Schoolchildren get a feel for farming at Hartpury’s Agri-Skills day

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Agriculture

Over 150 schoolchildren from the Three Counties enjoyed a series of hands-on workshops at Hartpury’s Home Farm where they experienced everything from soil sampling to making milkshakes.

The visiting students, all 11 to 14 year olds, descended upon Hartpury’s commercial farm to get a behind-the-scenes look at agriculture and also see how cutting-edge technology is being put to good use in the industry. For some this was the first time they had set foot on a working farm and a round-robin of workshops provided an exciting insight across areas.

As always baby animals were particularly popular, with bleating lambs and cheeping chicks greeting students as soon as they arrived. Adele, from Chipping Camden school, said: “I hadn’t handled lambs before, some of my friends live on farms and talk about them a lot, I didn’t realise how cute they are.”

Science beyond the classroom was on display as students got a demonstration of the breathing mechanism in the lungs of a sheep and a chance to explore how the heart works. Georgia, from Whitecross school in Hereford, wasn’t squeamish about dissecting a bull’s heart: “We’ve looked at pig hearts in our science lessons at school but never anything this big - it’s really interesting to see it up close and I even found the heart strings!”

Weobley High School student Jasmine particularly enjoyed the session run by Cotteswold Dairy, remarking: “Making butter and milkshakes has definitely been one of the most fun parts of the day.”

The Tewkesbury-based dairy brought a selection of their products, challenging the students to taste the difference between organic and standard milk and the students also learned about how dairy products can form part of a balanced diet.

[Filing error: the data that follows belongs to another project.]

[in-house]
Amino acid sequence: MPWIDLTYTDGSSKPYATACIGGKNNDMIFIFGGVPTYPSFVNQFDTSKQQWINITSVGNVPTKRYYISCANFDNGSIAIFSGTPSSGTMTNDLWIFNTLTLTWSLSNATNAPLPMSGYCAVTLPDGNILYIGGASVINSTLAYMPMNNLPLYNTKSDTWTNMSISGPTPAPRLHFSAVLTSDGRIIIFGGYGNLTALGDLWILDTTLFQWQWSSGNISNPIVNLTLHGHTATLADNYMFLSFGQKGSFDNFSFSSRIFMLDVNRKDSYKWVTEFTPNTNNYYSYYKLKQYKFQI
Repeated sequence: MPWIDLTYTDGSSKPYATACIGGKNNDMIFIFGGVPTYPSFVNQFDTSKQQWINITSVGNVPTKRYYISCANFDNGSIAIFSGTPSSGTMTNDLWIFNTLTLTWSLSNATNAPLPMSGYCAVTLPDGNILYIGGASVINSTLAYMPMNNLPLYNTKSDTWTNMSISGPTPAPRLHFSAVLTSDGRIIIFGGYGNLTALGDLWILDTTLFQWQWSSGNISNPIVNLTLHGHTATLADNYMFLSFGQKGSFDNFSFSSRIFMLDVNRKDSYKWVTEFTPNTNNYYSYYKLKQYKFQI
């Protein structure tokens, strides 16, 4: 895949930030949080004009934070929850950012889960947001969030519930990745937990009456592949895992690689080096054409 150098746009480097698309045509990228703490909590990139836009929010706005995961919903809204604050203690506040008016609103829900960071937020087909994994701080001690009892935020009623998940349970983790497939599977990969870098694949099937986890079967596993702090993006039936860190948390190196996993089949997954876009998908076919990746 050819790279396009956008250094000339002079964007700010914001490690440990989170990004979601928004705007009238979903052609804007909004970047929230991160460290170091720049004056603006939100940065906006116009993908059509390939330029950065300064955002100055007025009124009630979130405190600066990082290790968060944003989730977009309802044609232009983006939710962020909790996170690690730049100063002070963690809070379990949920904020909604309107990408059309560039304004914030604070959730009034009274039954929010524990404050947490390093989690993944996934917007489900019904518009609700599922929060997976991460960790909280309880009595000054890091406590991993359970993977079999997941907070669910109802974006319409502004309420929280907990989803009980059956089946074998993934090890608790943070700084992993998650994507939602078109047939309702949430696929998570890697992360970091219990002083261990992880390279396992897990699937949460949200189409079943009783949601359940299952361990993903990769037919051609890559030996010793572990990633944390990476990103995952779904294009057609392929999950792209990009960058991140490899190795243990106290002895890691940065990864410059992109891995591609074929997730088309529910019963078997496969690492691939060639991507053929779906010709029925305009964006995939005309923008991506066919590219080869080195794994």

Another opportunity to get hands on involved an inventive home-made dairy cow simulator which lecturer Felicity Coates used to show students how artificial insemination is performed. Meanwhile high-tech machinery was on display with demonstrations on everything from starter motors to hydraulics and even self-driving, GPS guided tractors.

NFU county chairman Tanya Robbins was also in attendance to welcome the visiting schools. She was accompanied by several other members of the organisation who helped to showcase some of the agricultural careers that are on offer and tell the students what life is like on a farm.

Hartpury’s Director of Agriculture, Janatha Stout, said: “It was a great opportunity for young people from the local area to get involved with farming and they all enjoyed the activities.”

“We were able to demonstrate a range of the equipment we use in teaching here at Hartpury and show a new generation of potential farmers how core subjects such as science and mathematics can be applied every day in agriculture.

“Feedback was overwhelmingly positive from everyone who visited and it’s fantastic that we’ve opened the eyes of more young people to the possibilities in the agricultural industry.”

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